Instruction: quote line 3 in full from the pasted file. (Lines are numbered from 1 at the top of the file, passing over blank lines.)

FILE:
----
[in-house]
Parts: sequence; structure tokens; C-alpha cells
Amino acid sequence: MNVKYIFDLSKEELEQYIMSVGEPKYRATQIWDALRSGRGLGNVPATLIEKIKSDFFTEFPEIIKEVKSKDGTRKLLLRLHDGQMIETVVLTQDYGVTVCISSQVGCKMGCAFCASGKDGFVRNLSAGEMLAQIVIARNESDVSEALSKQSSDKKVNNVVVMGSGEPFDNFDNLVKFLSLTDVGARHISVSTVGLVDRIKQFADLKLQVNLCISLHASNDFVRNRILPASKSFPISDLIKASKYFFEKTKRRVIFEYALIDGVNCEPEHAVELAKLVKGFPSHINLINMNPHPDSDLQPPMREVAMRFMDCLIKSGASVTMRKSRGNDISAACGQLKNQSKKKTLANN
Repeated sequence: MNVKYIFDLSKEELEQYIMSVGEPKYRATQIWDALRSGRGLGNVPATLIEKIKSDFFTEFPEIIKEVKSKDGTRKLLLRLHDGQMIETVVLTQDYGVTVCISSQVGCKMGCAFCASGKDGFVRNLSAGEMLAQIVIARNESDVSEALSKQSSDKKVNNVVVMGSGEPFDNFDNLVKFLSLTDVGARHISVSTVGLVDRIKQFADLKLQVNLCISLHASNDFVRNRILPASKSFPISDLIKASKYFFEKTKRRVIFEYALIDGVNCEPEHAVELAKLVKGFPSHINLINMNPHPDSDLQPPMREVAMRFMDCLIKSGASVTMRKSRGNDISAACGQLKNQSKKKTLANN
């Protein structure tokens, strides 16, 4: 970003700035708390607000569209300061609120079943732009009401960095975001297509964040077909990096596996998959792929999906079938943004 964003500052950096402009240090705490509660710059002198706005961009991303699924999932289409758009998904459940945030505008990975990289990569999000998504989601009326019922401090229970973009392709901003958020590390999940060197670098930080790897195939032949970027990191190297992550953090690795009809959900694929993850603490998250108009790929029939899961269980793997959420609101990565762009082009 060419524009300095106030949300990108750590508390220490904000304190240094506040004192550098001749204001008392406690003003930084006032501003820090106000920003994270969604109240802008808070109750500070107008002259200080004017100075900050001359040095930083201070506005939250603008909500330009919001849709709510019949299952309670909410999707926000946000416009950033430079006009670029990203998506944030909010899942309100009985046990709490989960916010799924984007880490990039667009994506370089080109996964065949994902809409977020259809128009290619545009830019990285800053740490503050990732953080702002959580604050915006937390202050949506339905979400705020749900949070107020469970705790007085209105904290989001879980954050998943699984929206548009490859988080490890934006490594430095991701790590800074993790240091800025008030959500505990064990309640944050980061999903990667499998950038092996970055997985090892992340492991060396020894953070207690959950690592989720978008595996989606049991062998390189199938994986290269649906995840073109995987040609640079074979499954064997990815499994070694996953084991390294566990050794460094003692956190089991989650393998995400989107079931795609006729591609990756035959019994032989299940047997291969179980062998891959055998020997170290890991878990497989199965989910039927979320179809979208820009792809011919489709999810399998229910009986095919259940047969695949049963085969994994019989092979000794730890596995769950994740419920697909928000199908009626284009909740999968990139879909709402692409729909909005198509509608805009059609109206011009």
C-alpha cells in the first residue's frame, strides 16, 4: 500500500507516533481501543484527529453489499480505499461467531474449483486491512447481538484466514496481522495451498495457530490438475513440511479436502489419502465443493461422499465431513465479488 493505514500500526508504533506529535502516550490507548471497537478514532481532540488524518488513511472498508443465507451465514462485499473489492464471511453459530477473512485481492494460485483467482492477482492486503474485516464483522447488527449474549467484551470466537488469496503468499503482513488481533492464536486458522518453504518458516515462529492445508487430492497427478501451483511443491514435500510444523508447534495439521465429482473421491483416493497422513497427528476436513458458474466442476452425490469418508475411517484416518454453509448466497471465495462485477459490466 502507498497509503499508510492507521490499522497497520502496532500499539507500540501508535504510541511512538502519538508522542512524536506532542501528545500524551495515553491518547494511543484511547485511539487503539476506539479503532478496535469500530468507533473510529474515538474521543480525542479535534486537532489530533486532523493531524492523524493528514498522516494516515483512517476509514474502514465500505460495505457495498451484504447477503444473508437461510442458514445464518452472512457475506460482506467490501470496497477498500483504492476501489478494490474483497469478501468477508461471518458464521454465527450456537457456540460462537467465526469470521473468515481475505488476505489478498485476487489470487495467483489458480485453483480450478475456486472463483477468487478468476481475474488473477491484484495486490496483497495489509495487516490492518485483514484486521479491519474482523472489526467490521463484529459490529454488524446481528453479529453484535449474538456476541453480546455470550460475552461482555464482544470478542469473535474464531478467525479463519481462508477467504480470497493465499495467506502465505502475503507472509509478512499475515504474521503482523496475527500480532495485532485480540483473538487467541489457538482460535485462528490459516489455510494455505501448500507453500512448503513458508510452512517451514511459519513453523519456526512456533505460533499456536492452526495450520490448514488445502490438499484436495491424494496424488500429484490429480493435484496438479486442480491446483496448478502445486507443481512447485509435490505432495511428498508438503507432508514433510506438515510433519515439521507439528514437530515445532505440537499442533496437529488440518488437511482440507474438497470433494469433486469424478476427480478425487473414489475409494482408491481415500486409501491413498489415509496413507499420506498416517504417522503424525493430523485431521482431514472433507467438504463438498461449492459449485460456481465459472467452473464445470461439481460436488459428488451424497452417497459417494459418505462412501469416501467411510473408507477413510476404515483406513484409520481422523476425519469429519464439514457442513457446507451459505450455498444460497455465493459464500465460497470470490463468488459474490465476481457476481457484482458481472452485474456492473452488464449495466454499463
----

Amino acid sequence: MNVKYIFDLSKEELEQYIMSVGEPKYRATQIWDALRSGRGLGNVPATLIEKIKSDFFTEFPEIIKEVKSKDGTRKLLLRLHDGQMIETVVLTQDYGVTVCISSQVGCKMGCAFCASGKDGFVRNLSAGEMLAQIVIARNESDVSEALSKQSSDKKVNNVVVMGSGEPFDNFDNLVKFLSLTDVGARHISVSTVGLVDRIKQFADLKLQVNLCISLHASNDFVRNRILPASKSFPISDLIKASKYFFEKTKRRVIFEYALIDGVNCEPEHAVELAKLVKGFPSHINLINMNPHPDSDLQPPMREVAMRFMDCLIKSGASVTMRKSRGNDISAACGQLKNQSKKKTLANN